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Transfer Schools Give Second Chance To Shaky Students

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High school students with few credits often drop out, but for the past few years the Department of Education has experimented with a program to help those youths earn their diplomas. NY1's Education reporter Lindsey Christ filed the following report.

Brooklyn Democracy Academy in Brownsville, Brooklyn is one of 16 so-called "transfer schools" that have opened since 2005. The 200 students there not only answer to the teachers, but also counselors. Each counselor is responsible for 25 children, and if anyone of them is late, the counselor tracks them down.

"There is no reason to cut because they call your house in the morning if you don't come to school," says student Shanae Mack.

For more than three decades, there have been alternative high schools for at-risk students, but transfer schools are different. They are run as a partnership between the DOE and a community organization that pays for the counselors. It's a recognition that students' emotional needs may be just as important as their academics.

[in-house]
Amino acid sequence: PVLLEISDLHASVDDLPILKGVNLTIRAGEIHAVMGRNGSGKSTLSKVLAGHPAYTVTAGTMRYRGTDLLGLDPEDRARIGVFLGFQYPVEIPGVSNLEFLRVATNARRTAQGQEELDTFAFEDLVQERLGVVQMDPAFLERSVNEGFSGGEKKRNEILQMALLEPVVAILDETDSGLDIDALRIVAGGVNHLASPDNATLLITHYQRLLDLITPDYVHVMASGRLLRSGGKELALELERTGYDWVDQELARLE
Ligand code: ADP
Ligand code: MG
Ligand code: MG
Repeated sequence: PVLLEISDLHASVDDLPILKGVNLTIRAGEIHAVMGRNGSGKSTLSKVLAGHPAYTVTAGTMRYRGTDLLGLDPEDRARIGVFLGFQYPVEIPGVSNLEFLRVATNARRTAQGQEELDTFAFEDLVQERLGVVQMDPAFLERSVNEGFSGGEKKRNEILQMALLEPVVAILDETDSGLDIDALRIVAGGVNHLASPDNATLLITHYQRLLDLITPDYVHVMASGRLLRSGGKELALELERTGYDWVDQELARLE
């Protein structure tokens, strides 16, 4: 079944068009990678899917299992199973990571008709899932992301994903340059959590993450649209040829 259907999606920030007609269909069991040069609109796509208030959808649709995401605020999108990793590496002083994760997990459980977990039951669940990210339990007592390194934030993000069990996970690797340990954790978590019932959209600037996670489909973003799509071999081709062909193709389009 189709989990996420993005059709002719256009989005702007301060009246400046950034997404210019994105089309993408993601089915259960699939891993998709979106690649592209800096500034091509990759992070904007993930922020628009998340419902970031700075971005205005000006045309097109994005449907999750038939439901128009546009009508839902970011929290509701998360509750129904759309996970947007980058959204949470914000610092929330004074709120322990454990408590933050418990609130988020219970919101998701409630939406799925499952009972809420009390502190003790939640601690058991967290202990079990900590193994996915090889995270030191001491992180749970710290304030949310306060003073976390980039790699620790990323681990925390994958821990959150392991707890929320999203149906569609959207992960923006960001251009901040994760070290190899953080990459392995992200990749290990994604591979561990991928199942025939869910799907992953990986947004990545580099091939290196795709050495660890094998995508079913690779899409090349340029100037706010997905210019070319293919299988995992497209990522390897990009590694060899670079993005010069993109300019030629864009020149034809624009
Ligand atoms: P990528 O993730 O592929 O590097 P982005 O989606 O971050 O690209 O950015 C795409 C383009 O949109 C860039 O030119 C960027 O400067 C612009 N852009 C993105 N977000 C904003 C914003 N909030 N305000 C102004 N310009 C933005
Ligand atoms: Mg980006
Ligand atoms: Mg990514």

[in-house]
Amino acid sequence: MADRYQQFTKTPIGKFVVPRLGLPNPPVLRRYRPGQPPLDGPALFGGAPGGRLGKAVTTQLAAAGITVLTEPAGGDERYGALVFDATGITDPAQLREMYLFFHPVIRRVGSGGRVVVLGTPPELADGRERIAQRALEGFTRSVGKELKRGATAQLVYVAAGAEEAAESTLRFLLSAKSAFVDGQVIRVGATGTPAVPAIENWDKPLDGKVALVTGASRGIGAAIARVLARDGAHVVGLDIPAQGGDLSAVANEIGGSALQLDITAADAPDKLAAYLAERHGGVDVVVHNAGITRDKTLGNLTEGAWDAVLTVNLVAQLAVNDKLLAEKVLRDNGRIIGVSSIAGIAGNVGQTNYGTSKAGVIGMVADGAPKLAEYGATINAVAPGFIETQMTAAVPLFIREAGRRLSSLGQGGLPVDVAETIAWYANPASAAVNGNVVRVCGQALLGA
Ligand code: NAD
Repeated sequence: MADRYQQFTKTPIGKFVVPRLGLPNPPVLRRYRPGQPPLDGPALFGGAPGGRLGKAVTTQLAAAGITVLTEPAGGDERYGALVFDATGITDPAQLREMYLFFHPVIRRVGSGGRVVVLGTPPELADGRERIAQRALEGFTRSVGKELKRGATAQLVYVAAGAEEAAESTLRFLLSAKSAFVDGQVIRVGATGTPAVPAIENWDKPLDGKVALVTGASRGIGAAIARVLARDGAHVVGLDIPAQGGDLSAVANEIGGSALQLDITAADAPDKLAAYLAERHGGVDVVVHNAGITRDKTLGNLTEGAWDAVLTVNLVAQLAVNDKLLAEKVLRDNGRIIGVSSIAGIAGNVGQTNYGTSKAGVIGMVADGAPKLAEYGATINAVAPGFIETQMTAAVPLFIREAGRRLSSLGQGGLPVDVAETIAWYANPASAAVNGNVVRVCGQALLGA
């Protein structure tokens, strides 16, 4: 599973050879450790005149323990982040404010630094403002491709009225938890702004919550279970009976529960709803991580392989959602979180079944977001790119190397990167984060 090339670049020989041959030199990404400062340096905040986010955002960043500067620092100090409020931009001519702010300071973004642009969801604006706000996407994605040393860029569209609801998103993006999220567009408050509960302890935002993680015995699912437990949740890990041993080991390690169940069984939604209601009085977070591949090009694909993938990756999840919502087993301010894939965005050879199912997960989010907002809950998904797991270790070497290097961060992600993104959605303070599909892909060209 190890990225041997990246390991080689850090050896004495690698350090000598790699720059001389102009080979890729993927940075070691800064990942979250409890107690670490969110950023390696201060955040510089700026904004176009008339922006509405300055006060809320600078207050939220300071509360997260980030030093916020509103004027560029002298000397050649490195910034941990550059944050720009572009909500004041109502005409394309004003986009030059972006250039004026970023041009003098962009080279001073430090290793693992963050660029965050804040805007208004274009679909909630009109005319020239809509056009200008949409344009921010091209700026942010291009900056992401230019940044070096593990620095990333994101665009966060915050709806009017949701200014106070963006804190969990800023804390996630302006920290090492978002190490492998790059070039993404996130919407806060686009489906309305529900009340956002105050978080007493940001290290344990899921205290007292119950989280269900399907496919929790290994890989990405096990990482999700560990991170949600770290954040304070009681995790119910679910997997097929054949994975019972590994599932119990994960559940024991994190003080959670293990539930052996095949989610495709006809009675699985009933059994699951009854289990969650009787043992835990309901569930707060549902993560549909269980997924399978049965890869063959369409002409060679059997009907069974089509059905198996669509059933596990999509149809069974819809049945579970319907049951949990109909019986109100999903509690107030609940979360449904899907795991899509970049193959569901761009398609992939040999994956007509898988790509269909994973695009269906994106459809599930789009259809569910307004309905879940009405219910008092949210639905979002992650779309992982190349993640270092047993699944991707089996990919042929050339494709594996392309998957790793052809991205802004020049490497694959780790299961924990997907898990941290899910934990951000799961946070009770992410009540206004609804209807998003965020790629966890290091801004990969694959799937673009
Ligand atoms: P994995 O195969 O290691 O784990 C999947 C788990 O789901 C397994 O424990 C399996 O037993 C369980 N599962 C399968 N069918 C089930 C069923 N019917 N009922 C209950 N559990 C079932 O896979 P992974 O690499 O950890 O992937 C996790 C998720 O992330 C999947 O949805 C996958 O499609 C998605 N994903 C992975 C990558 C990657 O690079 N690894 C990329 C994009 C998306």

"In the past, there was social services and DOE, both had issues they couldn't quite fix. But we're pairing the two together, and enabling them to work together as a partnership," says Principal Thomas McKenna. "It really creates a different style of school and we're really meet the needs of some really needy kids."

Brooklyn Democracy opened in 2008 amidst controversy. Members of the neighborhood questioned opening a transfer high school in the same building as an elementary school for students with special needs and a middle school.

Now, the principal of the elementary school says things have worked out well. The transfer schools are selective, and all students who want to attend have to show they are committed to graduating and can handle the longer days and class periods that it takes to make up for lost time.

"Each student is given an individual interview and then every student is also required to bring in a family member or a trusted adult who is willing to partner with them," says school director Cherise Littlejohn-Ross.

Transfer students can also earn minimum wage in a city program that provides internships after school.

The annual budget for Brooklyn Democracy alone is $1.4 million. All costs beyond a typical school's budget are picked up by the community organization and other funders, like the Gates Foundation. Early indications show such programs might be the type of school that can turn potential dropouts into graduates.

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